Channel Mechanics

How to Build a Business Case for PRM – A C-Suite Perspective

Channel Mechanics

Dave O’Callaghan is Partner and Co-Founder of Vation Ventures. As a former channel chief of both Cisco and VMWare, we very fortunate to have Dave share his expertise with us on the topic of “How to Build a Business Case for PRM.” Dave provided a valuable C-Suite perspective on some of the critical considerations to highlight to your leadership team in order to get the go-ahead to invest in PRM (Partner Relationship Management). Some of his perspectives are summarized in this blog.


How to Build a Business Case for PRM – A C-Suite Perspective


1. Position PRM as Top-of-Funnel

Dave advises talking about the importance of PRM in relation to the funnel stages captured within your CRM. A full-funnel CRM tracks awareness, interest, desire, reward and, often, some customer success. Dave recommends positioning PRM as sitting above this.

“What you truly want is new top-of-funnel for your CRM, and that’s where PRM sits.”

Position PRM as the key system sitting on top of CRM, significantly contributing to partner recruitment, enablement, training, and overall channel effectiveness. It is then clear to your leadership team that the PRM acts as the driver for channel-sourced deals and other top-of-funnel activities.


2. Channel-Sourced is your Number One Metric

When talking about the metrics by which you will measure the ROI of your PRM implementation, Dave advises that the number one metric that all ELTs (Executive Leadership Teams) care the most about is partner-sourced deals.

“Delivering on those metrics says (to the ELT): we’ve found the right partners, we’ve enabled the right partners, we’re now in the quote to cash system, they are now automated through the PRM into the CRM.”

Being able to demonstrate channel-sourced revenue will give you a lot of credibility with the leadership team, raising not only the value of your partner ecosystem but also the importance of PRM.

 “That’s where the juice comes from in the top of funnel”.




3. Talk about the Impact on Customer Satisfaction

One of the primary objectives of implementing a PRM, is to improve the partner experience, but when talking to your leadership team, don’t forget to talk about the impact it can have on your customers too.

“What I’ve found is when PRM is instituted very well, the NPS score from customers, when a partner is involved, is higher than when its sold direct. With that single statistic you have the ability to gain investment for PRM.”


4. Set Realistic Expectations

When positioning for the ROI on your PRM, it’s important to set realistic expectations. Manage expectations around the timeframes for PRM’s impact on sales cycles.

“You can’t really change the average selling time for deals by your company. If it takes six months from opportunity to close for your direct sales force, it is probably going to take your channel partners the same amount of time. Make sure you add on that amount of time to whatever you tell your executives.”

Before committing to an ROI, factor in the time to stand-up the PRM system and the time it will take for partners to start engaging with you. Think about the success metrics you could report on as leading indicators, in other words, the “green shoots”. For example, partner engagement, numbers of deals registered and so on.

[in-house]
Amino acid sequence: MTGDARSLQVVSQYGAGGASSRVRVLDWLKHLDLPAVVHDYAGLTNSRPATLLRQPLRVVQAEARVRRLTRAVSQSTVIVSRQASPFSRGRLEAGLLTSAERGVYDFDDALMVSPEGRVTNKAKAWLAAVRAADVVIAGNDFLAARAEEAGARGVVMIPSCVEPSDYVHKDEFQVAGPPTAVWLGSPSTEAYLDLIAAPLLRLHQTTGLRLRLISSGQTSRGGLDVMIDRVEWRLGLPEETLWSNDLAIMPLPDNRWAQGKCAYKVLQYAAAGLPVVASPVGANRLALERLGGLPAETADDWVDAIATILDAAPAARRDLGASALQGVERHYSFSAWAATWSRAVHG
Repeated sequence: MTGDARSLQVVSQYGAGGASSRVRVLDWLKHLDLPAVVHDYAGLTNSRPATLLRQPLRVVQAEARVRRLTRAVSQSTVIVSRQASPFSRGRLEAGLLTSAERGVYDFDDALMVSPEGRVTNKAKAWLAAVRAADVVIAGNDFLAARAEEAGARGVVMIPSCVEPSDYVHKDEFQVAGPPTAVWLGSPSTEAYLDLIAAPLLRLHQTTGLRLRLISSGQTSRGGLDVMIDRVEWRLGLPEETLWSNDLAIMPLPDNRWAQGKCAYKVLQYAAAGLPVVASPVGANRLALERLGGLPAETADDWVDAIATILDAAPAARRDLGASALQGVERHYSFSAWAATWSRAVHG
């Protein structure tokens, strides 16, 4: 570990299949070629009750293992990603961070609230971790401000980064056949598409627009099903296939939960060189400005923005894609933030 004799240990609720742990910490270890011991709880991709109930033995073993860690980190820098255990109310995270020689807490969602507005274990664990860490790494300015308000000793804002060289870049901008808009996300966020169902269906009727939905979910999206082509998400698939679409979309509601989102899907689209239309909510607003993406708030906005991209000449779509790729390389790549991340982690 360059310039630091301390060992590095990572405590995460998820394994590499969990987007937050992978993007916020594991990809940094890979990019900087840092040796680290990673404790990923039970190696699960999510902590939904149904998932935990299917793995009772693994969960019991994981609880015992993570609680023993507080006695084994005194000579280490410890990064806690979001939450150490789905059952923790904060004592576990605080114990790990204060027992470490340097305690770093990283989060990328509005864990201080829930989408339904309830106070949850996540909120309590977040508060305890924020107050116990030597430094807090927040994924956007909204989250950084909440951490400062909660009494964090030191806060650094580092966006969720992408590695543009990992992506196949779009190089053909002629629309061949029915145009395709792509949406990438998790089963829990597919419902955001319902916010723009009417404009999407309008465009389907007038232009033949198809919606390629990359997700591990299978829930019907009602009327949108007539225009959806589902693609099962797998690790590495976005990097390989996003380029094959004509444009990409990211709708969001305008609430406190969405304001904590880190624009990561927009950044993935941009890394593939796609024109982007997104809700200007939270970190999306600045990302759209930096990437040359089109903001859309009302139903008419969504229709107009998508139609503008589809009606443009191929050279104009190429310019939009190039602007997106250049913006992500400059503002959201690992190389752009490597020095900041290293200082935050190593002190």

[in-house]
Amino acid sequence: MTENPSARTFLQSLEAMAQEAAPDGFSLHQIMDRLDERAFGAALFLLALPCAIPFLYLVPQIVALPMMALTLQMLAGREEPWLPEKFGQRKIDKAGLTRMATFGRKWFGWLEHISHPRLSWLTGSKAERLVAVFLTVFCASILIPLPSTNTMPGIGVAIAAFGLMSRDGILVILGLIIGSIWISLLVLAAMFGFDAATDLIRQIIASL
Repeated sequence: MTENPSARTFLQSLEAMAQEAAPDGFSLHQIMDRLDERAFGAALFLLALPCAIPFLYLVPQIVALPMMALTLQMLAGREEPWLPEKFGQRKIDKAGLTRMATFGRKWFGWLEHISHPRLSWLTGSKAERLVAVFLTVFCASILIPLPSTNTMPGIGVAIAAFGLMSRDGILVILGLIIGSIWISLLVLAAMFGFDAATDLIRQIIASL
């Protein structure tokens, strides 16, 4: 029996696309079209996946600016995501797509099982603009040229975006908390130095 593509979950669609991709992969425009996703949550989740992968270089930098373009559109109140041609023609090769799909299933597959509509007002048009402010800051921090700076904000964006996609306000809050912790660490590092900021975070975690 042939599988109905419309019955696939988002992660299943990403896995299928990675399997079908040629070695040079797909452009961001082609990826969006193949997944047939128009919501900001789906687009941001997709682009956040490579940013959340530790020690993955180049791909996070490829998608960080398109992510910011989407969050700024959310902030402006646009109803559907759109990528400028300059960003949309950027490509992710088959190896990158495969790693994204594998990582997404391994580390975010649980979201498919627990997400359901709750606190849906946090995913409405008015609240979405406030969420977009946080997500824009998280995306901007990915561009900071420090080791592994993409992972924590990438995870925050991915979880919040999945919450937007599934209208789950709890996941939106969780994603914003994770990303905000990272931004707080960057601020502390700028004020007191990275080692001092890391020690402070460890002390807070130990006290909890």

“Account for the front-end work, the green shoots, and then the average sales cycle that you’re probably not going to accelerate more than your direct business.”




5. Articulate the Risk of Non-Investment

While it is important to articulate the ROI you expect from your PRM investment, it is just as important to underscore the inherent risk of non-investment. Dave advises to explain the necessity of adopting a systematic approach to improve visibility of channel performance within your company. Also, highlight the role that PRM can play in ensuring more effective collaboration across various departments and teams. Without this investment, there is an increased risk of misinformation, overlapping efforts, and missed opportunities, which could result in costly mistakes. The message is that failure to invest in a PRM poses a substantial risk to business operations. It is a fundamental investment for accurate indirect revenue data, streamlined internal coordination, and effective partner management.

“I’ve been in rooms where someone says, “well I think the partner sourced was 35%”, another says, “I think its zero”, and somebody else says another number– everybody has different data. Put the systems in place, and have one single source of truth.”


To Conclude

In summary, positioning PRM as a top-of-funnel driver and highlighting channel-sourced deals as a key metric, will strengthen your business case. Manage expectations and emphasize the risk of non-investment. PRM is not only an investment in partner management but a strategic investment for accurate revenue and pipeline data, streamlined operations, and business resilience.


To learn more about building the business case for PRM, watch the webinar or download our whitepaper on How to Build the Business Case for PRM“.




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